This Is What Might Happen in the Guard if Congress Allows Sequestration to Proceed
Budget sequestration has been a major discussion topic in the defense community for some time. The Defense Department resisted even planning for sequestration for many months, but it now seems more and more likely that it will happen.
Cuts will affect the Guard. That much is certain. But what exactly does the Guard stand to lose if sequestration becomes a reality?
Here are a few answers to that question.
- According to a Army National Guard Bureau offical speaking under the condition of anonymity, all 32,000 Federal Military Technicians in the Army Guard would likely take an 8 percent paycut. This is perhaps the most serious cut facing the Guard. While military personnel are not to be affected by automatic cuts, civilian employees of DoD are subject to the cuts. Military technicians fall into this gray area and can expect to take a cut, probably in the form of 22 furlough days throughout the year. The day-to-day operations of the National Guard are dependent upon the work of technicians, and the loss of so many man hours could have effects felt throughout the force.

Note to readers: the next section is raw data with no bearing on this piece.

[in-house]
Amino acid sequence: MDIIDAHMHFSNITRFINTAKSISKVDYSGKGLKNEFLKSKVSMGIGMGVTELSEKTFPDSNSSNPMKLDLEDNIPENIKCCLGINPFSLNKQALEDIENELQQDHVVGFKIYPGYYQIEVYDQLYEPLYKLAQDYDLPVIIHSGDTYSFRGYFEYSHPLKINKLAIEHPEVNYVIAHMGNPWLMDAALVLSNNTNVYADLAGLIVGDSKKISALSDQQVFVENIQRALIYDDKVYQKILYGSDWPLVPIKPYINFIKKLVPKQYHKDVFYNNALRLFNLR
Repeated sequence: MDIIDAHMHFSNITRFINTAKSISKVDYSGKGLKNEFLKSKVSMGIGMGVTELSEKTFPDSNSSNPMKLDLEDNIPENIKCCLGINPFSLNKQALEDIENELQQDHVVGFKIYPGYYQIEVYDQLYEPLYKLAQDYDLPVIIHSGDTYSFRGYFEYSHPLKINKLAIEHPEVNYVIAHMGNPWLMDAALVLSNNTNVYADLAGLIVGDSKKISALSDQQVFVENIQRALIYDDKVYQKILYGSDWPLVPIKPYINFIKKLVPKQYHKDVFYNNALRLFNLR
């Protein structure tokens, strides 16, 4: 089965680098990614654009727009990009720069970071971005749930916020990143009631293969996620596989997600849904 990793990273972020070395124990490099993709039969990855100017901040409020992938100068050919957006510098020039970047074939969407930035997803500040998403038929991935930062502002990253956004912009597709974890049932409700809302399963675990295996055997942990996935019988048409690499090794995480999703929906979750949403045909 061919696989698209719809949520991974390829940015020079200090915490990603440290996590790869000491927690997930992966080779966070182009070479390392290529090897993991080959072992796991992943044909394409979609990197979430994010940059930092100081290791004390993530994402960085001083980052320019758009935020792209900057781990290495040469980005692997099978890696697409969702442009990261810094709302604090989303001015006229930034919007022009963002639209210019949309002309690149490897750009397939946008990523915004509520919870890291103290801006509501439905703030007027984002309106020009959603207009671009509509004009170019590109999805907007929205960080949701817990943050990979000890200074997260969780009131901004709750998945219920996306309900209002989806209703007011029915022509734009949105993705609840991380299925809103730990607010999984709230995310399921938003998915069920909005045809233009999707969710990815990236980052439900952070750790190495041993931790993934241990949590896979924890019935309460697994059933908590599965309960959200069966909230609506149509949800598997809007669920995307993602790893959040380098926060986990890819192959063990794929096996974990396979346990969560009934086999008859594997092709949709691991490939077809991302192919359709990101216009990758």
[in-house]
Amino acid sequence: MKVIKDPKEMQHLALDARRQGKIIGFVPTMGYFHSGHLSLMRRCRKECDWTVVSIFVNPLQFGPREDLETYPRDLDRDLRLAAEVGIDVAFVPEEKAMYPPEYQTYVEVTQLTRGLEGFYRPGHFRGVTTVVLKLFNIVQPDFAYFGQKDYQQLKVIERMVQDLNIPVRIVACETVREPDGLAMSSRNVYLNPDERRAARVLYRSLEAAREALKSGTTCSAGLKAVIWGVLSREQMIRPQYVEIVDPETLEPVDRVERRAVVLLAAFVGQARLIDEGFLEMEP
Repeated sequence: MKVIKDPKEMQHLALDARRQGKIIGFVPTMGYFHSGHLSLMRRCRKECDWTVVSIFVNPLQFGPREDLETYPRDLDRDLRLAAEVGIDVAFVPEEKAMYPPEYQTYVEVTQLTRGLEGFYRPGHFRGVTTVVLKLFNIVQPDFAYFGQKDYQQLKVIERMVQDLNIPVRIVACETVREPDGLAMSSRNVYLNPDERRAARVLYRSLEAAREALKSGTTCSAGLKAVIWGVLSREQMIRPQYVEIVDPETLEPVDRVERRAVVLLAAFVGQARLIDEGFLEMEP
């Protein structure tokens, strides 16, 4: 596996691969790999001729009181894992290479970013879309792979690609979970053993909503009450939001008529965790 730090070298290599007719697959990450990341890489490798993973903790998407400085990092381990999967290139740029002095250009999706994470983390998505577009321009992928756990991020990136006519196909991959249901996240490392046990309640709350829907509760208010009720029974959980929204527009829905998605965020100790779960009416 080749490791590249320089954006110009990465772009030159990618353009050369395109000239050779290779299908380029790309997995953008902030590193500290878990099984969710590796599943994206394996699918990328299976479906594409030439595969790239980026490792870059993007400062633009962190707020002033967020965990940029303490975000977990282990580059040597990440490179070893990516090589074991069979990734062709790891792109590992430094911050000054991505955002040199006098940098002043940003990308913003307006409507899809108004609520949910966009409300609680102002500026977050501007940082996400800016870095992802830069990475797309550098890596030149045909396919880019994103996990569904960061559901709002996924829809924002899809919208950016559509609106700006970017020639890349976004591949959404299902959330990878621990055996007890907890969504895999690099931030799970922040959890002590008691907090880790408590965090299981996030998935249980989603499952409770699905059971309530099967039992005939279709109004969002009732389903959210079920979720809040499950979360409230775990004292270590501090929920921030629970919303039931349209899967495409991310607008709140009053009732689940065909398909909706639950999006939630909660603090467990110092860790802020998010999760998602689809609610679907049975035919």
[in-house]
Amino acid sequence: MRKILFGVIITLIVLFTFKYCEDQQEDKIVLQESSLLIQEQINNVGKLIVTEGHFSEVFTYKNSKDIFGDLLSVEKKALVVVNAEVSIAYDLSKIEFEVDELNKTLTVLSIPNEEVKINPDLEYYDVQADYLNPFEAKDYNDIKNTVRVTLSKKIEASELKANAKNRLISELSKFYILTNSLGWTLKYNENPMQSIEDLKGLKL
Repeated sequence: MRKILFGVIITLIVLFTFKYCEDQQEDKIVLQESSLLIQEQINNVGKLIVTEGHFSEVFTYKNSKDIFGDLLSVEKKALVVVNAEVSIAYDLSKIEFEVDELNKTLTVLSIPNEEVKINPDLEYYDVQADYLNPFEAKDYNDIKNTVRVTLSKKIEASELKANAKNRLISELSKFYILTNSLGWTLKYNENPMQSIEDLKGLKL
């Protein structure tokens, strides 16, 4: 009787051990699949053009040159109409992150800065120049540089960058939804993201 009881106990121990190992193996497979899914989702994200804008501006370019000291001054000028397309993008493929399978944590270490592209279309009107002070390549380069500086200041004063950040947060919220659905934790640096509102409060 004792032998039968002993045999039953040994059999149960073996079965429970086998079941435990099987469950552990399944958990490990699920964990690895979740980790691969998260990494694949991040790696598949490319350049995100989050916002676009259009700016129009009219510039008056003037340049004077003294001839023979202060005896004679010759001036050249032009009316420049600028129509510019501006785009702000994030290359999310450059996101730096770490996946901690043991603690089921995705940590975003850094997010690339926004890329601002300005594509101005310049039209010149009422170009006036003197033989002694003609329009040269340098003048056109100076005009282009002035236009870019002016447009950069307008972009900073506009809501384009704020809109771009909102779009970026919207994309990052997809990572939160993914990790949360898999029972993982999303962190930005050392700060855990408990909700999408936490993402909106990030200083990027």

- Operations and Maintenance budgets will decrease. According to an Office of Management and Budget report, the Army Guard will see a cut of $686 million in its O&M budget. The Air Guard will see a $577 million cut.
- Military construction dollars will disappear. The Army Guard would lose $100 million in MILCON funding, while the Air Guard would take a $17 million reduction. The Guard already has the oldest facilities in the military, and this cut will affect projects in the states.
The NGB official says that while the National Guard will feel the cuts significantly, the Guard's active-component counterparts are even more nervous about the cuts because of the number of contractors and civilian employers that may be laid off or furloughed. The huge infrastructure throughout the active force needs massive support from civilian employees and contractors to operate, and without them, the services are nervous about their ability to function. If sequestration proceeds, you may see a uniformed soldier mowing the lawn on an active-duty base near you.
It's already known that Guard operates lean because it doesn't need to maintain the same infrastructures as the active-component services. That, according to the NGB official, means that the sequestration cuts could be easier for the Guard to stomach.
That may be true, at least in the short term. But such long term cuts could affect the future readiness of the Guard throughout the country.
2/6/13 UPDATE: I edited the first bullet point to reflect that the technician cuts refer to Army Guard technicians only. I have not heard yet whether or not a similar cut will happen on the Air Guard side. -ARW